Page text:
When planting, choose native plants that tolerate clay soil — their root systems will help to soak up the excess water. Daylilies, coneflowers, phlox and hosta all come to mind, but there are plenty of others. Having trees on your property can also help with storm run-off — rain is captured in their canopy and the roots and leaf litter helps improve soil conditions.

For areas with a lot of heavy soil, you might want to consider adding a French drain or dry creek bed. This involves digging a trench in the soil and covering it with loose gravel and river rock to direct water away from your property (just make sure it’s not going to the neighbor’s!). 

This is an attractive and effective solution, but you may want some professional help with this, as digging in clay can be pretty back-breaking work!

3. Hard surfaces

As mentioned above, if your hard surfaces don’t have the proper slope it can lead to problems. If you’re planning on replacing your patio or walkways you might consider using permeable pavers. These pavers have crushed stone between the joints to help water seep into the ground below instead of pouring off in sheets.

If you’re not planning on replacing your hard surfaces, there are still a few things you can do. Building a French drain or retaining wall can help direct rainwater away from these surfaces.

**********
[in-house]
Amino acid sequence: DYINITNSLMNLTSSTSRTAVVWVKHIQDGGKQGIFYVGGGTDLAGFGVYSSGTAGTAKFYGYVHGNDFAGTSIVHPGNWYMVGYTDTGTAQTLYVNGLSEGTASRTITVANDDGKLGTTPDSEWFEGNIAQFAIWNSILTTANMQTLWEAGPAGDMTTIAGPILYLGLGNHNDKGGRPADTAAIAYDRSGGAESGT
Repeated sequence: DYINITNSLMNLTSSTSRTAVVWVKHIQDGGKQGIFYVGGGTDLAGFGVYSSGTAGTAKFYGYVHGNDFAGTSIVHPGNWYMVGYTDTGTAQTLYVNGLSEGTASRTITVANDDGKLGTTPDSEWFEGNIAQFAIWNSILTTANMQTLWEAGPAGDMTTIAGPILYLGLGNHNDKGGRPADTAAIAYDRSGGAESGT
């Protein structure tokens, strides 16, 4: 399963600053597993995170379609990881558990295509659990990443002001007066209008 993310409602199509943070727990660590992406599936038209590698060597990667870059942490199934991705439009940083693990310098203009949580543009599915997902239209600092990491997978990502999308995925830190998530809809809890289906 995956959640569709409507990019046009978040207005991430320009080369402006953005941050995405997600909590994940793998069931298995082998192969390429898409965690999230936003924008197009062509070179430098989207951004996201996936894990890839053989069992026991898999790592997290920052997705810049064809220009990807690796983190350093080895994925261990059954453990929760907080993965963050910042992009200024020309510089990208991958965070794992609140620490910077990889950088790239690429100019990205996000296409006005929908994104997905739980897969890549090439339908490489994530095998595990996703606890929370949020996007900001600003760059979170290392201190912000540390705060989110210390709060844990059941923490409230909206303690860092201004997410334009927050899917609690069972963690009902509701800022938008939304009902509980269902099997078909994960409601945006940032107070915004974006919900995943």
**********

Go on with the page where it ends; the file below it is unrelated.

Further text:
4. Your irrigation system

If you have an old irrigation system, it’s a good idea to have it inspected for damaged lines and broken sprinkler heads. It may even be time to replace or update it.

If your irrigation system is in good shape, it still needs to be inspected on a regular basis. Sprinkler heads break and occasionally need adjusting so they’re not watering your driveway or patio! 

And if you’re having trouble regulating your water use (like forgetting to turn it off!) you might want to consider upgrading to a smart irrigation system. Smart irrigation systems automatically adjust the watering schedule based on the actual conditions of your landscape and always “knows” just how much you need.

Drainage problems won’t go away on their own… we can help!

If you don’t take measures to correct the drainage problems on your property, you might end up with massive problems (like structural damage to your home’s foundation). 

While some of the solutions are fairly simple, they still involve a lot of hard work — so let us help you. Our team is trained to spot potential drainage issues before they become a problem, and we offer water maintenance as one of our services.

Our Drainage System Maintenance plan will keep your system clear of debris and operating at peak capacity, saving you time, money and headaches down the road.

Take advantage of our complete suite of maintenance services:

  • Irrigation system maintenance, repairs & modifications
  • Drainage system maintenance & repairs
  • Gutter cleaning & debris removal

Two-visit plans (spring & fall) and four-visit plans (spring, summer, fall and winter) are available… so contact us and we’ll be happy to help!

Written by Brandon Rushing, Founder & President

Posted on: April 4th, 2022